PREVIEW-Puerto Rico to test shaky bond market with new offering
* Puerto Rico comes back to muni market with Prepa bonds
Prepa officials court investors in New York
* Ten-year yields on Puerto Rico GO bonds at 5.9 percent
By Edward Krudy
NEW YORK, Aug 2 (Reuters) - Puerto Rico is turning to investors for the first time in more than year next week, but a shaky U.S. municipal bond market plagued by months of outflows could prove a tough customer for the fiscally troubled island.
The U.S. Commonwealth, whose shaky finances have led to the highest borrowing costs amongst the largest municipal borrowers, has not sold bonds in the $3.7 trillion U.S. muni market since July, 2012.
Now, Puerto Rico Electric Power Authority (Prepa) is aiming to sell a $600 million deal to fund power plant and transmission network improvements across its facilities. It will be the first test for a series of financings. Island issuers have plans to refinance more than $3 billion of debt by the end of this year.
The sale could be any day next week.
Puerto Rico and Prepa officials have been in New York this week hawking the new bonds, hoping that an overhaul of its underfunded public pension system approved earlier this year has put its budget on a stable enough footing to entice investors to buy its debt again.
"Unfortunately for them the market for credit in munis right now is rather soft, primarily because you continue to see outflows from the longer-term funds and your high-yield funds so that is going to put the wind in their face," said Lyle Fitterer, a fund manager at Wells Capital Management.
Fitterer says he is looking at the deal but has not yet made a decision on whether to participate.
Municipal bonds have sold off sharply since the start of the year, a move accelerated by expectations the Federal Reserve will curtail its bond buying program later this year as well as Detroit's bankruptcy filing last month.
Municipal bond funds have seen weekly outflows for most of the last five months, with a record of $4.5 billion in one week in June.
The market has been punishing lower-grade issuers more severely. The S&P Municipal Bond Puerto Rico Index fell over 4.1 percent in July compared to a drop of 1.1 percent for investment grade bonds, according to S&P Dow Jones Indexes.
It is not only the current bond market that will be a headwind for Prepa. Its credit rating was downgraded by Moody's in June to Baa3 from Baa2, one step above junk. In addition, Fitch downgraded Prepa in July to BBB minus.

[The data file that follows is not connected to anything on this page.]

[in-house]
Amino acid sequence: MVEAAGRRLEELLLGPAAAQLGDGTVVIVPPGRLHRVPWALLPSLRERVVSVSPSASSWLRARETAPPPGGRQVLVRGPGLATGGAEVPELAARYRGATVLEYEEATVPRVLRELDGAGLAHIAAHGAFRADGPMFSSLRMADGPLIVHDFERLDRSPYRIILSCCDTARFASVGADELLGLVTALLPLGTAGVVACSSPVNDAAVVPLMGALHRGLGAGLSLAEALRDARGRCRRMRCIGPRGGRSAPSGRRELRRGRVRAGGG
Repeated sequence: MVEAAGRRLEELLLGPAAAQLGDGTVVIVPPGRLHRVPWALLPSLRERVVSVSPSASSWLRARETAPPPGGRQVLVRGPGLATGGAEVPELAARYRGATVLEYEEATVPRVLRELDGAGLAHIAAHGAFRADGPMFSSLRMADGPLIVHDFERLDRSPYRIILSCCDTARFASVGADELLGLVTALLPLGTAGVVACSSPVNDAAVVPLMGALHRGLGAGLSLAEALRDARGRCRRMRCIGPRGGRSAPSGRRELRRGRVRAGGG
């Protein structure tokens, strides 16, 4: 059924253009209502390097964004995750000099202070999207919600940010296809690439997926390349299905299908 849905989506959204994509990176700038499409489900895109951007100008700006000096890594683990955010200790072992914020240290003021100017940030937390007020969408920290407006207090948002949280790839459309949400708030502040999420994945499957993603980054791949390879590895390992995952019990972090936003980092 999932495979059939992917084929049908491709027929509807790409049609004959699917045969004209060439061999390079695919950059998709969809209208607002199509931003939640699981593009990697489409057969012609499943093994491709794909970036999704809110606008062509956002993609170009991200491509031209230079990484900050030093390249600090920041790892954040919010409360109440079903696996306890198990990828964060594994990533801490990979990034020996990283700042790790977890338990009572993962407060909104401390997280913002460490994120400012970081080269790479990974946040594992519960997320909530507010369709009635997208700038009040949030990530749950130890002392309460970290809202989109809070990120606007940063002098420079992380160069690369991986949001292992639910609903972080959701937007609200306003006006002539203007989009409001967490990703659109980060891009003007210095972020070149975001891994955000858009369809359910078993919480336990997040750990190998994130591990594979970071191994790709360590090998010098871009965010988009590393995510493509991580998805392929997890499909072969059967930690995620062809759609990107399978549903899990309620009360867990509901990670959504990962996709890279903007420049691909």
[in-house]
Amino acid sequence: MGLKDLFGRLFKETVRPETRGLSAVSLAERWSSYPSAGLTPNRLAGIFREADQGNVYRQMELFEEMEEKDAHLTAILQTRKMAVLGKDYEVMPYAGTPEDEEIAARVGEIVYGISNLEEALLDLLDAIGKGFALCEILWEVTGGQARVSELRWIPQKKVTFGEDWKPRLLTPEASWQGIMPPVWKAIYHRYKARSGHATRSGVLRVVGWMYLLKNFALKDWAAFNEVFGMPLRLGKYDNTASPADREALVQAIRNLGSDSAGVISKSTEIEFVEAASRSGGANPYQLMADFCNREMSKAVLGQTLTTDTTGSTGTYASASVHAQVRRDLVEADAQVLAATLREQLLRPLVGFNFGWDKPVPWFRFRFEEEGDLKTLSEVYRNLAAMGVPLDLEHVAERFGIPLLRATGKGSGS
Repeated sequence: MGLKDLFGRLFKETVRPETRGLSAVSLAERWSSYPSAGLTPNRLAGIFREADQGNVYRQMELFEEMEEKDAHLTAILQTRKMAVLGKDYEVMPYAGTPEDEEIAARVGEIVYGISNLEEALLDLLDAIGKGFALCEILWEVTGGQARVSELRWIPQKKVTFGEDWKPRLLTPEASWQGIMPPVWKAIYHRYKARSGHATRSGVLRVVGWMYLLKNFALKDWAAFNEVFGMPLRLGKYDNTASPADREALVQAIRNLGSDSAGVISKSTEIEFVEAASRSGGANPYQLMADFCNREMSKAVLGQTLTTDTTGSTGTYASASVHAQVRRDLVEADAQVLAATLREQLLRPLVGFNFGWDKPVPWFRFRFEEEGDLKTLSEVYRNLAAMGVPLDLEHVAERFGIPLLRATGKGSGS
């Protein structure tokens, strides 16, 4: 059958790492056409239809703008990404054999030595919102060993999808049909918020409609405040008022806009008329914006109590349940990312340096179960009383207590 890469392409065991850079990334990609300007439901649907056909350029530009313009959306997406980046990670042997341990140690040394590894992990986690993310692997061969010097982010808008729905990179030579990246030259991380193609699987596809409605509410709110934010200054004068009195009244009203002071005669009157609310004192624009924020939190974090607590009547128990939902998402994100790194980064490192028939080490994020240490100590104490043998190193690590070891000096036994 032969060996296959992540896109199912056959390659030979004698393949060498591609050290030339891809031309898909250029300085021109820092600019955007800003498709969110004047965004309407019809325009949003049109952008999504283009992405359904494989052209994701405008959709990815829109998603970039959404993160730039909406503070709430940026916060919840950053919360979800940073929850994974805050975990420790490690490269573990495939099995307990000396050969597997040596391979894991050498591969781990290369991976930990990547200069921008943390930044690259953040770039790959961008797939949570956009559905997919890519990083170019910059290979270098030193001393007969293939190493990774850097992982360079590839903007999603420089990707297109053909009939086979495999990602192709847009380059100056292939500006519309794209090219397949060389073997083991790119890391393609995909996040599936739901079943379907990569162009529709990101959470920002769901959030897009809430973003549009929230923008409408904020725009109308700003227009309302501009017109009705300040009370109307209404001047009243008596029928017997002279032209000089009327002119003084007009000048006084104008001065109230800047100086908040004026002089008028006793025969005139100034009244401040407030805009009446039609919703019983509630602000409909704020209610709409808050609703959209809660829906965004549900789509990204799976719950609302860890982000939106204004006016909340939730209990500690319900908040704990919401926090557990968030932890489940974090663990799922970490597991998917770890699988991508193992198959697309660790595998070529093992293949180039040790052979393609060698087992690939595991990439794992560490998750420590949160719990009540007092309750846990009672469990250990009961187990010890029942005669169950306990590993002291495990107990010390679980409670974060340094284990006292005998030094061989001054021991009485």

DEAL QUESTIONED BY LAWMAKERS
The deal has also raised eyebrows in Puerto Rico where lawmakers have questioned the wisdom of borrowing that is expected to increase Prepa's debt servicing costs by tens of millions of dollars.
"How do you plan on paying back these bonds?" Eduardo Bhatia, president of Puerto Rico's Senate, asked Prepa officials at a hearing before the Senate Treasury and Public Finance Committee on Wednesday.
Bhatia pointed to Prepa's estimate of a $283 million operating loss during fiscal year 2013, which ended in June.
"In Puerto Rico, there has developed a culture of taking out loans and not paying them back. That has ended," said Bhatia.
The bonds could add about $35 million to $38 million a year to Prepa's debt service costs, said Jesus Garcia, vice president of the Government Development Bank, at Wednesday's hearing.
Prepa says it is the largest government-owned utility company in the United States with 1.5 million customers. It is still small, however, compared to big U.S. private sector utilities such as ConEdison, which delivers electricity to 3.3 million customers in New York.
PUERTO RICO BONDS MIXED
Puerto Rico policymakers agreed in early June to hike taxes by $1.5 billion as part of a budget that is key to the Caribbean island avoiding a Wall Street downgrade of its massive debts to junk-bond status. Moody's welcomed the tax increases but highlighted collection risks.
Still, the yields on Puerto Rico's bonds tell a mixed story of how investors view the debt.
The premium that Puerto Rico pays on its 10-year general obligation debt over top-rated AAA municipal bonds has risen to 320 basis points compared to 290 basis points at the start of year. The premium on 30-year debt, however, has fallen to 255 basis points from 275 basis points, according to Municipal Market Data, a unit of Thomson Reuters.
Puerto Rico's 10-year debt currently carries a yield of 5.9 percent. The 30-year bond yields 6.7 percent.
Puerto Rico expects to follow the Prepa deal by refinancing some $3.38 billion in existing debt this year. The deals depend on Puerto Rico filing the commonwealth government's Comprehensive Annual Financial Report (CAFR) for fiscal year 2012, which officials say will be completed this month.
The Prepa bonds will be used to convert eight oil-fired power generating units at the San Juan and Aguirre power plants to natural gas and improve Prepa's transmission and distribution systems.
The projects are aimed at lowering the cost of electricity in Puerto Rico and cutting plant emissions so that Prepa can comply with strict new Environmental Protection Agency regulations taking effect in 2015.
Prepa planning director Sonia Miranda defended Prepa's financial projections and listed a number of steps it is taking to lower operational costs, including cracking down on electric theft, reducing the workforce through attrition and cutting back on overtime and outside contractors.
(Additional reporting by a Reuters correspondent in San Juan; Editing by Tiziana Barghini and Eric Walsh)